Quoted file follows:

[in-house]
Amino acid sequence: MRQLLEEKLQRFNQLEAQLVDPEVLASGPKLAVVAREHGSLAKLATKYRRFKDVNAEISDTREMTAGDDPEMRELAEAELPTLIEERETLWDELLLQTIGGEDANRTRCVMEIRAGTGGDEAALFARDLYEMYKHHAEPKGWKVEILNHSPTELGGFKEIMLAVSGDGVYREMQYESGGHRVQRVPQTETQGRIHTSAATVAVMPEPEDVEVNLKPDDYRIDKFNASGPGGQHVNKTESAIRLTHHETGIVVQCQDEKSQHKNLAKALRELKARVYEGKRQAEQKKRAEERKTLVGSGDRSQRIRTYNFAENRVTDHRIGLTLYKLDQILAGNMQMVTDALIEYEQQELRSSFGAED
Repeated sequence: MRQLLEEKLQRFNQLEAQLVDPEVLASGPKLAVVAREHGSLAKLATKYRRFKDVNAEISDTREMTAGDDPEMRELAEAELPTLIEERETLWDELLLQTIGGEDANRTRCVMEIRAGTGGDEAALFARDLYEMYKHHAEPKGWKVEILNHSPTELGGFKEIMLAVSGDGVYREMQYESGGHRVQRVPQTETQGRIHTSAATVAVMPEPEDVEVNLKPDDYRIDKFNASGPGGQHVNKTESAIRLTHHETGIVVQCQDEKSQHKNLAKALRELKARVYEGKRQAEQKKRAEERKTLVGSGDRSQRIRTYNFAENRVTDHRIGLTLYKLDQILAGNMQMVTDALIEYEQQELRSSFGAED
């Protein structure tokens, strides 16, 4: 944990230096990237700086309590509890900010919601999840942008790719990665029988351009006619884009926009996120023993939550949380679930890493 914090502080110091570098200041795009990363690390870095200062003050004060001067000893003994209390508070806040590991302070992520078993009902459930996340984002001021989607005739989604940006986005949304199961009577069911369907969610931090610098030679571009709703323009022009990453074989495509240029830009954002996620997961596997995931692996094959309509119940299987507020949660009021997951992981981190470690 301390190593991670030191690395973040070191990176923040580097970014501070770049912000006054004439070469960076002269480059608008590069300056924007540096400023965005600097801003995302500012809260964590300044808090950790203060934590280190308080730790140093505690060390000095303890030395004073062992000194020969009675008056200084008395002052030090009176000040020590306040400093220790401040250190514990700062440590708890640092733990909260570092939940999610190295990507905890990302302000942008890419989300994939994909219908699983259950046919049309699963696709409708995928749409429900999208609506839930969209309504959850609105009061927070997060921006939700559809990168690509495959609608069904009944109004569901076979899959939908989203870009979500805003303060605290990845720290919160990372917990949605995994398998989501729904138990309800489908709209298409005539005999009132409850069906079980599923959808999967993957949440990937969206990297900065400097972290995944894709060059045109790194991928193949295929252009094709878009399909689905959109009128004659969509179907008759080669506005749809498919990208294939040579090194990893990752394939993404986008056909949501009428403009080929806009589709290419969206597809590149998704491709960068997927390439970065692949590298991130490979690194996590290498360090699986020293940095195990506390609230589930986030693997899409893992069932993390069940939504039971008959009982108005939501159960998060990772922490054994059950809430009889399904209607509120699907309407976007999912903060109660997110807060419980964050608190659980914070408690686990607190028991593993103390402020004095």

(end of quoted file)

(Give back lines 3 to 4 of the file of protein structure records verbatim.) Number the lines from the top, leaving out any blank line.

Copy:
Repeated sequence: MRQLLEEKLQRFNQLEAQLVDPEVLASGPKLAVVAREHGSLAKLATKYRRFKDVNAEISDTREMTAGDDPEMRELAEAELPTLIEERETLWDELLLQTIGGEDANRTRCVMEIRAGTGGDEAALFARDLYEMYKHHAEPKGWKVEILNHSPTELGGFKEIMLAVSGDGVYREMQYESGGHRVQRVPQTETQGRIHTSAATVAVMPEPEDVEVNLKPDDYRIDKFNASGPGGQHVNKTESAIRLTHHETGIVVQCQDEKSQHKNLAKALRELKARVYEGKRQAEQKKRAEERKTLVGSGDRSQRIRTYNFAENRVTDHRIGLTLYKLDQILAGNMQMVTDALIEYEQQELRSSFGAED
């Protein structure tokens, strides 16, 4: 944990230096990237700086309590509890900010919601999840942008790719990665029988351009006619884009926009996120023993939550949380679930890493 914090502080110091570098200041795009990363690390870095200062003050004060001067000893003994209390508070806040590991302070992520078993009902459930996340984002001021989607005739989604940006986005949304199961009577069911369907969610931090610098030679571009709703323009022009990453074989495509240029830009954002996620997961596997995931692996094959309509119940299987507020949660009021997951992981981190470690 301390190593991670030191690395973040070191990176923040580097970014501070770049912000006054004439070469960076002269480059608008590069300056924007540096400023965005600097801003995302500012809260964590300044808090950790203060934590280190308080730790140093505690060390000095303890030395004073062992000194020969009675008056200084008395002052030090009176000040020590306040400093220790401040250190514990700062440590708890640092733990909260570092939940999610190295990507905890990302302000942008890419989300994939994909219908699983259950046919049309699963696709409708995928749409429900999208609506839930969209309504959850609105009061927070997060921006939700559809990168690509495959609608069904009944109004569901076979899959939908989203870009979500805003303060605290990845720290919160990372917990949605995994398998989501729904138990309800489908709209298409005539005999009132409850069906079980599923959808999967993957949440990937969206990297900065400097972290995944894709060059045109790194991928193949295929252009094709878009399909689905959109009128004659969509179907008759080669506005749809498919990208294939040579090194990893990752394939993404986008056909949501009428403009080929806009589709290419969206597809590149998704491709960068997927390439970065692949590298991130490979690194996590290498360090699986020293940095195990506390609230589930986030693997899409893992069932993390069940939504039971008959009982108005939501159960998060990772922490054994059950809430009889399904209607509120699907309407976007999912903060109660997110807060419980964050608190659980914070408690686990607190028991593993103390402020004095």